Thursday, August 11, 2011


Erica in her room on Tuesday

We arrived at the hospital at about 9:30am on Tuesday morning, ready to be admitted and take some routine tests. We got shown to our room, which was a shared room. I had said at the previous consultation that I didn't mind a shared room, I'd stayed in Japanese hospitals before and knew the drill, so no worries. Plus it saved money. There was only one other boy in there, and his mother. However, they left before the day was out, so we ended up in there alone anyway. And I heard the doctor asking on the second night, after the surgery, if we were in alone, I think he thought we would need to be alone to cope with her recovery.

Height, weight, blood, heart and x-rays. Only the blood tests they did without Mummy or Daddy there, and she came back to the room, walking hand in hand with the nurse sniffing a bit from crying. She told us all about it, garbled sentences (she still doesn't speak very well) with lots of 'doctor' and 'here' and 'ouch'. So I was glad we got to accompany her to the heart test and x-ray after that. Then the doctors came to talk to us, and we signed consent forms and admittance forms and got explanations of the hospital routine and Erica's 3-day schedule.

Only parents, grandparents and kindergarten teachers were allowed on the ward, siblings had to wait in a family room just outside the nurses' station. So we were constantly going from one room to the next, checking up on the big girls, then back to Erica's room to wait for the next nurse or doctor visit. Fortunately it was all over before lunch, and Kanji took the girls home after I took them out to lunch at the restaurant next to the hotel (down-home Japanese cuisine - crowd-pleasers like tempura and other teishokus, oden, spaghetti, and a nice bakery attached where I stocked up on bread for dinner) . Then Erica and I were left to fill the long afternoon!

In the playroom

We watched TV, and colored, and read books, and played in the big play room and watched a video in there, the Jungle Book, which Erica has been longing to see since she read the book at kindy - but which was not available at either of the DVD stores in town. We had a bath in the middle of the afternoon, it seemed a nice way to pass the time. Dinner was early, she didn't eat much. I had my ham and cheese bun and a basil roll. Then I read a book and played games and read magazine on the ipad, while she watched TV and finally fell asleep. We didn't sleep to badly considering the narrow bed! I knew to bring a pillow from home, all you get is a sack of stones.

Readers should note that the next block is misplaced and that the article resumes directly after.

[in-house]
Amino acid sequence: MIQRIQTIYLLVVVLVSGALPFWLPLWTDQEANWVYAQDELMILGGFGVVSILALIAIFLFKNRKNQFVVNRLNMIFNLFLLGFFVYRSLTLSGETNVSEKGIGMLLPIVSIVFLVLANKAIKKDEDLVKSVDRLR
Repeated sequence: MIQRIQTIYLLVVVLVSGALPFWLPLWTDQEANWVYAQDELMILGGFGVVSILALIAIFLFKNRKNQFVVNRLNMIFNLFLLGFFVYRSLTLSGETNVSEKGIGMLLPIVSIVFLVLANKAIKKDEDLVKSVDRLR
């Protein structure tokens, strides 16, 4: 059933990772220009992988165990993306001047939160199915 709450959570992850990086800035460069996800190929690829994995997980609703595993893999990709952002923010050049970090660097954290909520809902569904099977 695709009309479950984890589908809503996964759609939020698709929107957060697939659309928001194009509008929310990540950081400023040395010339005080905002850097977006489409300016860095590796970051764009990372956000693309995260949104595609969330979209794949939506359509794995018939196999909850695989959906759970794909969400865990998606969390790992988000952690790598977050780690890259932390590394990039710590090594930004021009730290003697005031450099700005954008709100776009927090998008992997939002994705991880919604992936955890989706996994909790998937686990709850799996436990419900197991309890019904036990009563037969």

On her bed Wednesday morning; we're a little more settled in now

Doing puzzles in a kids' magazine, using her left hand for the last time in a while
Wednesday morning of course she wasn't able to eat before her operation. The deadline was 6am so I got up at 5:30 and gave her a bowl of the cereal I had brought for my own breakfasts and the last of my milk (no good to me since hot drinks were not allowed on the children's ward). She also ate some biscuits we had bought the day before at the convenience store in the hospital. She was allowed drinks until 10am. We did the same as the day before, played with a kids' magazine, watched TV, played in the playroom. I was pleasantly surprised at how well she coped with the no eating - she didn't even ask for food. That was one less stress for us to cope with. We also had a bath again, which helped distract her.

Finally Kanji and the girls arrived, and the countdown began. She was scheduled to start at 12:30, so they came to change her clothes and take her temperature once last time at about 12:15. I carried her down to the O.R. Only one of us was allowed to go in, and it was me. We didn't wait outside the OR, we waited outside the whole ICU unit, by the elevators. I went through one foot-controlled door, and put on a gown and cap, then through another to the surgery suite. Erica's room had a Anpanman poster on the entry wall. And there was a colorful towel blanket covering the table, and a big Winne the Pooh and three smaller toys on the blanket. This simple technique actually worked very well at distracting her from the big room with all its scary equipment. She just zoned right in on that Pooh Bear! Actually she then chose the smaller toys, and hugged them along with her own teddy bear that she was allowed to bring in. You got the feeling that they've done this before with little ones, which is very reassuring for the parents as well of course.

They allowed her to sit on the table while she got monitors put on her chest and toe. She was very reluctant to lie down, finally I had to scoop her up and lay her down. She resisted a bit, but not much, I held her shoulder gently with one hand and stroked her temple with the other as they put the mask over her face. She fought it a bit, but the drugs worked very quickly to sedate her and she relaxed. She fought sleep too, as I told her it was okay, she could sleep now. As soon as she drifted off, I left, with her teddy bear, to wait it out.

We were asked to always have someone waiting outside the unit. We took turns going up to see the older girls, who were still in the 6th floor West Wing family room. The surgery unit was on the 4th floor East Wing. I went first to get my bag and phone and book. Then he went for about 40 minutes, then I went, and took the girls to the same restaurant we had gone to the day before. I didn't really feel like eating, but I knew Erica would not be eating for at least six hours post-op, so I thought I should eat something then.